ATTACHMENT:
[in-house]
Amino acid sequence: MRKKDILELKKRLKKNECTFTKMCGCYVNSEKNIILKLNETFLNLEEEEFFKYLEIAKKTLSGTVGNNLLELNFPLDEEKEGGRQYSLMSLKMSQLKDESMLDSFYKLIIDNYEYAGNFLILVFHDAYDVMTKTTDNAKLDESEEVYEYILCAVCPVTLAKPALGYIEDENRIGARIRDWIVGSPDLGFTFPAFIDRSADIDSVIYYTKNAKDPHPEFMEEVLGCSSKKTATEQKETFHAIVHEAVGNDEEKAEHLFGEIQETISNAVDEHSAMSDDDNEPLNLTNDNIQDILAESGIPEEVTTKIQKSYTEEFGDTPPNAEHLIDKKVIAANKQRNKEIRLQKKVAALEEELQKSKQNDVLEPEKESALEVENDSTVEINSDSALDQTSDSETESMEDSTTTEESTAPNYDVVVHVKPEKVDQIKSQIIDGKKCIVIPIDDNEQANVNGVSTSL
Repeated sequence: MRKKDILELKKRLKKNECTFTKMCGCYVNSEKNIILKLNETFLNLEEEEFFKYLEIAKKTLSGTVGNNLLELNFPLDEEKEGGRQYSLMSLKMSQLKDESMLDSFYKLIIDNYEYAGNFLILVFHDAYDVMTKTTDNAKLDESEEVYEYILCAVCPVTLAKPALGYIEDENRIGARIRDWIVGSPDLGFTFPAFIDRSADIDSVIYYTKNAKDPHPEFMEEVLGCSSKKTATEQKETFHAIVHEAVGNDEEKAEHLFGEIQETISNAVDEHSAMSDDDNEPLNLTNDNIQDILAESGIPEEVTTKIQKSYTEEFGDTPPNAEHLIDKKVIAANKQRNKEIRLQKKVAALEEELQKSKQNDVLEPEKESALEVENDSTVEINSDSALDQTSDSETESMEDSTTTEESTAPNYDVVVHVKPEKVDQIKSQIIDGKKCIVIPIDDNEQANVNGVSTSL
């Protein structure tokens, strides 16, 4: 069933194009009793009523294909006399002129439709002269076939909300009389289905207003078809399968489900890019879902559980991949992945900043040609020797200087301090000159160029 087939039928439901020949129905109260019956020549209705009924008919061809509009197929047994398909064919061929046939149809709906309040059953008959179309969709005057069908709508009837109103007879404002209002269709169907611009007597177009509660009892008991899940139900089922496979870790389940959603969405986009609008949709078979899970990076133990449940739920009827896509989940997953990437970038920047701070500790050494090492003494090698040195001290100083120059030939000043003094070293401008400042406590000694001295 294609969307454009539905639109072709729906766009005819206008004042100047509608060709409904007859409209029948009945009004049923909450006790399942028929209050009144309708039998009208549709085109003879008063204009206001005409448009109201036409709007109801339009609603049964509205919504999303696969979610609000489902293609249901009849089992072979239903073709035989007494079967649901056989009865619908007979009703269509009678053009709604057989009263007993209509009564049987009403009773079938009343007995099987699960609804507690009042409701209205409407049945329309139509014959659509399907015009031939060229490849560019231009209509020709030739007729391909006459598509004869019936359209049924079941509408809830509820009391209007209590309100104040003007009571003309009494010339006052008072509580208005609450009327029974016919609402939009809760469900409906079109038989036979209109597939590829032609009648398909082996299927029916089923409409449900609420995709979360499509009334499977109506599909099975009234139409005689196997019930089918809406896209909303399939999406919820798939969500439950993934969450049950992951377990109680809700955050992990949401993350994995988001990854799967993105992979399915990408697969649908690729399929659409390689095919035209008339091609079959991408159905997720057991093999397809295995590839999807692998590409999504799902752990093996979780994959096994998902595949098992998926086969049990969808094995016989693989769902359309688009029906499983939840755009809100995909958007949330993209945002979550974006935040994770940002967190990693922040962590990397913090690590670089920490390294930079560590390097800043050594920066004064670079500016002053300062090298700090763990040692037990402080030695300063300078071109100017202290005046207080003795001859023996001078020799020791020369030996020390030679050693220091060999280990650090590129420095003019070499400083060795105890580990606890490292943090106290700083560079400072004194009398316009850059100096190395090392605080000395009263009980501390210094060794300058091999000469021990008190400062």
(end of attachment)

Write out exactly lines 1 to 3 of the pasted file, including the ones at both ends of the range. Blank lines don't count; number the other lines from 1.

[in-house]
Amino acid sequence: MRKKDILELKKRLKKNECTFTKMCGCYVNSEKNIILKLNETFLNLEEEEFFKYLEIAKKTLSGTVGNNLLELNFPLDEEKEGGRQYSLMSLKMSQLKDESMLDSFYKLIIDNYEYAGNFLILVFHDAYDVMTKTTDNAKLDESEEVYEYILCAVCPVTLAKPALGYIEDENRIGARIRDWIVGSPDLGFTFPAFIDRSADIDSVIYYTKNAKDPHPEFMEEVLGCSSKKTATEQKETFHAIVHEAVGNDEEKAEHLFGEIQETISNAVDEHSAMSDDDNEPLNLTNDNIQDILAESGIPEEVTTKIQKSYTEEFGDTPPNAEHLIDKKVIAANKQRNKEIRLQKKVAALEEELQKSKQNDVLEPEKESALEVENDSTVEINSDSALDQTSDSETESMEDSTTTEESTAPNYDVVVHVKPEKVDQIKSQIIDGKKCIVIPIDDNEQANVNGVSTSL
Repeated sequence: MRKKDILELKKRLKKNECTFTKMCGCYVNSEKNIILKLNETFLNLEEEEFFKYLEIAKKTLSGTVGNNLLELNFPLDEEKEGGRQYSLMSLKMSQLKDESMLDSFYKLIIDNYEYAGNFLILVFHDAYDVMTKTTDNAKLDESEEVYEYILCAVCPVTLAKPALGYIEDENRIGARIRDWIVGSPDLGFTFPAFIDRSADIDSVIYYTKNAKDPHPEFMEEVLGCSSKKTATEQKETFHAIVHEAVGNDEEKAEHLFGEIQETISNAVDEHSAMSDDDNEPLNLTNDNIQDILAESGIPEEVTTKIQKSYTEEFGDTPPNAEHLIDKKVIAANKQRNKEIRLQKKVAALEEELQKSKQNDVLEPEKESALEVENDSTVEINSDSALDQTSDSETESMEDSTTTEESTAPNYDVVVHVKPEKVDQIKSQIIDGKKCIVIPIDDNEQANVNGVSTSL